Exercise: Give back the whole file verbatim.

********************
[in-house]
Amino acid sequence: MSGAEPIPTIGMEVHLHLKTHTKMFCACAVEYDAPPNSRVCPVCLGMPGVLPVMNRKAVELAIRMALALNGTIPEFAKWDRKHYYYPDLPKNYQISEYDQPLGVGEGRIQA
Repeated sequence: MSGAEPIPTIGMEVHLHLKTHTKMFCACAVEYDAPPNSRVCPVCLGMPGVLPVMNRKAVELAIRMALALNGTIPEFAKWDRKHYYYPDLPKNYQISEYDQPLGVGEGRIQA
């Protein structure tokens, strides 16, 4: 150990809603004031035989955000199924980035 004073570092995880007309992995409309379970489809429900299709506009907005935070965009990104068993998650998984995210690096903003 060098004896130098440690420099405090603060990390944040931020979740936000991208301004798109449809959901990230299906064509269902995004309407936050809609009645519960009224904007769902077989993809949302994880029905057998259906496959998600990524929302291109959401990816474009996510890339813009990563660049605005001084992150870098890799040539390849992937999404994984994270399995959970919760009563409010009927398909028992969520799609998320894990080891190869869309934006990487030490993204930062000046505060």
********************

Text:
[in-house]
Amino acid sequence: MSGAEPIPTIGMEVHLHLKTHTKMFCACAVEYDAPPNSRVCPVCLGMPGVLPVMNRKAVELAIRMALALNGTIPEFAKWDRKHYYYPDLPKNYQISEYDQPLGVGEGRIQA
Repeated sequence: MSGAEPIPTIGMEVHLHLKTHTKMFCACAVEYDAPPNSRVCPVCLGMPGVLPVMNRKAVELAIRMALALNGTIPEFAKWDRKHYYYPDLPKNYQISEYDQPLGVGEGRIQA
């Protein structure tokens, strides 16, 4: 150990809603004031035989955000199924980035 004073570092995880007309992995409309379970489809429900299709506009907005935070965009990104068993998650998984995210690096903003 060098004896130098440690420099405090603060990390944040931020979740936000991208301004798109449809959901990230299906064509269902995004309407936050809609009645519960009224904007769902077989993809949302994880029905057998259906496959998600990524929302291109959401990816474009996510890339813009990563660049605005001084992150870098890799040539390849992937999404994984994270399995959970919760009563409010009927398909028992969520799609998320894990080891190869869309934006990487030490993204930062000046505060």